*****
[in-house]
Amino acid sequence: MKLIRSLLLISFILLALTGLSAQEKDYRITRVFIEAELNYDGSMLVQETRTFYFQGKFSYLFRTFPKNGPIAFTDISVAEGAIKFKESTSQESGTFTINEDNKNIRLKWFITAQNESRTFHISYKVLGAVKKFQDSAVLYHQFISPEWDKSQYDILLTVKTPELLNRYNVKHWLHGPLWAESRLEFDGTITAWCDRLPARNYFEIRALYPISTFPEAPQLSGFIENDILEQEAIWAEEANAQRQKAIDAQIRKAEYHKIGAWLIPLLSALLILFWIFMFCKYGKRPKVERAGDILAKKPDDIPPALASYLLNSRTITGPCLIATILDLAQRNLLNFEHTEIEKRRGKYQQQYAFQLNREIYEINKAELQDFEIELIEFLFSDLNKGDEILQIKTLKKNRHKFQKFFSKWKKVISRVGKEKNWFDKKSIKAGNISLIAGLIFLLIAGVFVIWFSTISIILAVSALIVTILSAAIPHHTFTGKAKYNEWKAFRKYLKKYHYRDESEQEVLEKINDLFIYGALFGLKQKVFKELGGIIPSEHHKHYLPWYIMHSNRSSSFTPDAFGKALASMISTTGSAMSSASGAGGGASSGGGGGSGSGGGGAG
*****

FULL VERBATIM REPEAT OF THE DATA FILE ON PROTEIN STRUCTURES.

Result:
[in-house]
Amino acid sequence: MKLIRSLLLISFILLALTGLSAQEKDYRITRVFIEAELNYDGSMLVQETRTFYFQGKFSYLFRTFPKNGPIAFTDISVAEGAIKFKESTSQESGTFTINEDNKNIRLKWFITAQNESRTFHISYKVLGAVKKFQDSAVLYHQFISPEWDKSQYDILLTVKTPELLNRYNVKHWLHGPLWAESRLEFDGTITAWCDRLPARNYFEIRALYPISTFPEAPQLSGFIENDILEQEAIWAEEANAQRQKAIDAQIRKAEYHKIGAWLIPLLSALLILFWIFMFCKYGKRPKVERAGDILAKKPDDIPPALASYLLNSRTITGPCLIATILDLAQRNLLNFEHTEIEKRRGKYQQQYAFQLNREIYEINKAELQDFEIELIEFLFSDLNKGDEILQIKTLKKNRHKFQKFFSKWKKVISRVGKEKNWFDKKSIKAGNISLIAGLIFLLIAGVFVIWFSTISIILAVSALIVTILSAAIPHHTFTGKAKYNEWKAFRKYLKKYHYRDESEQEVLEKINDLFIYGALFGLKQKVFKELGGIIPSEHHKHYLPWYIMHSNRSSSFTPDAFGKALASMISTTGSAMSSASGAGGGASSGGGGGSGSGGGGAG